Mascot for #DevilDiss

Mascot for #DevilDiss
Mascot for #DevilDiss

Friday, August 9, 2013

Devil as Image and Icon

I see things in patterns- how colors, forms, and lines come together. When I take notes in a book, it is the pattern my highlighting and notes form that are what I learn and reference, and that make it easy to find references, not the individual words on the page.
So, perhaps it makes perfect sense as I begin to think more and more on my thesis, and the introduction, that it is the images that keep popping up in my mind.

To start, if you're going to write your dissertation on Satan, it's hard to miss the imagery. If you're going to trace his history in a way that hasn't been done before, the art, the images, the icon, becomes part of the story that gets told.
It's also probably no surprise to anyone who knows that my research interests also lie with popular culture, that the image below is how I see this unfolding. Large, gigantic images on a screen, that appear one way to the audience, and then come to appear in a completely different way upon examination.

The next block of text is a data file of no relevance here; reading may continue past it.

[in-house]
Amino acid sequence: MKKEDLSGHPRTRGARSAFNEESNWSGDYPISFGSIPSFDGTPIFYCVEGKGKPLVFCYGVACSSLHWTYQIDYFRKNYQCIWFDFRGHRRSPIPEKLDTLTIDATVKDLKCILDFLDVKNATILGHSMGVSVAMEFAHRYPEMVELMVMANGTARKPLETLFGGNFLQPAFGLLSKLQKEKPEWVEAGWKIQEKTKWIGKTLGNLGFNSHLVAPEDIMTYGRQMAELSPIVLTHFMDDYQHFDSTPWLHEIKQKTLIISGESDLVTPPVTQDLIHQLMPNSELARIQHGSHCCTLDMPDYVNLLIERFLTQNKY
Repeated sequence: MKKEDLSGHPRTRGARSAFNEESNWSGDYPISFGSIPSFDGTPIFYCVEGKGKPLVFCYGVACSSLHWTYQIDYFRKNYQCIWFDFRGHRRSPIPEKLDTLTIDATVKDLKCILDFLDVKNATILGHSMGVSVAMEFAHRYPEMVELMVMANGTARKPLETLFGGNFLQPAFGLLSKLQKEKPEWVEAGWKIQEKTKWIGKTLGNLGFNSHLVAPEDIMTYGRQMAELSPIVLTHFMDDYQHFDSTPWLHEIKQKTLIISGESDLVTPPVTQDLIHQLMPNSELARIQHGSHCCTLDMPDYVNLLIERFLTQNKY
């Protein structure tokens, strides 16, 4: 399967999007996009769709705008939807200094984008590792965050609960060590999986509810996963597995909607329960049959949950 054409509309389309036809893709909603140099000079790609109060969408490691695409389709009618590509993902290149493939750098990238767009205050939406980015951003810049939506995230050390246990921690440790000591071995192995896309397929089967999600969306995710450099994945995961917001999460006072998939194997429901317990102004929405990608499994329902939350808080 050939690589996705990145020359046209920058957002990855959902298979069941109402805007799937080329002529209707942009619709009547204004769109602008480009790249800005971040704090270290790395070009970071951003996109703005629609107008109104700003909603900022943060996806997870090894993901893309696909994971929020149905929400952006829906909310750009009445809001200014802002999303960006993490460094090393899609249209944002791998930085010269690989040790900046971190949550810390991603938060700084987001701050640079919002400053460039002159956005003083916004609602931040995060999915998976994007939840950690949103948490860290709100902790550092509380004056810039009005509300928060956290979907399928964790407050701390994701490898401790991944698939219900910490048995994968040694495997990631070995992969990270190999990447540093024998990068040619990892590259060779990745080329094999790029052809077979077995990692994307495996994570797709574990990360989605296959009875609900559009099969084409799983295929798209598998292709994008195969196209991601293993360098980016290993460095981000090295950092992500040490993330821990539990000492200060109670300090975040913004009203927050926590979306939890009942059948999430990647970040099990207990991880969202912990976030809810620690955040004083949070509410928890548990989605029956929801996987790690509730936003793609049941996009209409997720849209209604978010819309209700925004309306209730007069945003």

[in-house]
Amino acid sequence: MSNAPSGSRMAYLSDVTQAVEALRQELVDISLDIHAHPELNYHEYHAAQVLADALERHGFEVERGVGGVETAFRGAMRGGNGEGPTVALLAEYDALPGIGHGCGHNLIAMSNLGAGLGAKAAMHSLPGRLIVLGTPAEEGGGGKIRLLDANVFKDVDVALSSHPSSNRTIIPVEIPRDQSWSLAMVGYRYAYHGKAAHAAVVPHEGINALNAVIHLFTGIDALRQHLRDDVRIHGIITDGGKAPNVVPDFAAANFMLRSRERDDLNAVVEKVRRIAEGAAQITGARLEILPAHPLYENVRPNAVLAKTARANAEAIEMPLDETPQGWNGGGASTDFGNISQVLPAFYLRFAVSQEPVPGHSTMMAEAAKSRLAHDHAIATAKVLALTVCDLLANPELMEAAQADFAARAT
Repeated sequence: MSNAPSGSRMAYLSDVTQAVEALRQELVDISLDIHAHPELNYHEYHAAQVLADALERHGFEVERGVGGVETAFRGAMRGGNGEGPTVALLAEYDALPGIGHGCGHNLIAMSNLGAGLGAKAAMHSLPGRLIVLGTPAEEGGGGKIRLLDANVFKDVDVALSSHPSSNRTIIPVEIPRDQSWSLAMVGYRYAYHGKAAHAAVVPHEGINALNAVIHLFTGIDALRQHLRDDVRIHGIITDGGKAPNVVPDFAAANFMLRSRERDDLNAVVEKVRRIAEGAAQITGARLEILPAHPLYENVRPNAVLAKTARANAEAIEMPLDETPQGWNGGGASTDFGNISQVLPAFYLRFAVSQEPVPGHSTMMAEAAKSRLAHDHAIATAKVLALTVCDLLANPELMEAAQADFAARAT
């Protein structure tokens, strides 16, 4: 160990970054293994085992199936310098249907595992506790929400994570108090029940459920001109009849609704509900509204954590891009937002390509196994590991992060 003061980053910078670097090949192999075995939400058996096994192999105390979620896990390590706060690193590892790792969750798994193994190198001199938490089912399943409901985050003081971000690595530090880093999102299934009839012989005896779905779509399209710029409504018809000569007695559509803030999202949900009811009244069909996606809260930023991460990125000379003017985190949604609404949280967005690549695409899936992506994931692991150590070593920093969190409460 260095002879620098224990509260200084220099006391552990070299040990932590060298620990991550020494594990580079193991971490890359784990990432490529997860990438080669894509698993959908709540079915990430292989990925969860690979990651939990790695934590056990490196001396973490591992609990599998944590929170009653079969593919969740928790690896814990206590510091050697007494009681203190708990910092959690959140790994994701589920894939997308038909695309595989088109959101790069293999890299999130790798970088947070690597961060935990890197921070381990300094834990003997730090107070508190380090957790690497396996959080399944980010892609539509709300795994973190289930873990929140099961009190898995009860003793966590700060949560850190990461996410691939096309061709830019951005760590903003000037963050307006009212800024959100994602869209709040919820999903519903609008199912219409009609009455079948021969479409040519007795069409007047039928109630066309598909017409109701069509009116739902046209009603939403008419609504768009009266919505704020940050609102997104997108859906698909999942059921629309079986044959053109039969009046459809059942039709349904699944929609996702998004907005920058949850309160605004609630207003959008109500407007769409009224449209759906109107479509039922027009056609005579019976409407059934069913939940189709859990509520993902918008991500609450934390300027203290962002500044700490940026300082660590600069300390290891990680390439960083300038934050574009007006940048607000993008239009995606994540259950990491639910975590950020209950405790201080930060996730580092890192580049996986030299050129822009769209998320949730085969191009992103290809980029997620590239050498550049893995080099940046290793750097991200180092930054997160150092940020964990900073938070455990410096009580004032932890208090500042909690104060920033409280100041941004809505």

Depending on your background, you may recognize the classical artistic interpretations of Satan first. But perhaps recognize is not the word. You may not recognize the context, or the artist, but you KNOW who the figure is.
Maybe the Satan of popular culture is more familiar to you- Al Pacina, Robert DeNiro, Peter Stormare, Viggo Mortensen. Perhaps less with these than the classical art, but you probably recognize the character they play, even if you haven't seen the movie they play it in. While the imagery of Satan has changed, and evolved over the years, he is still a character you KNOW.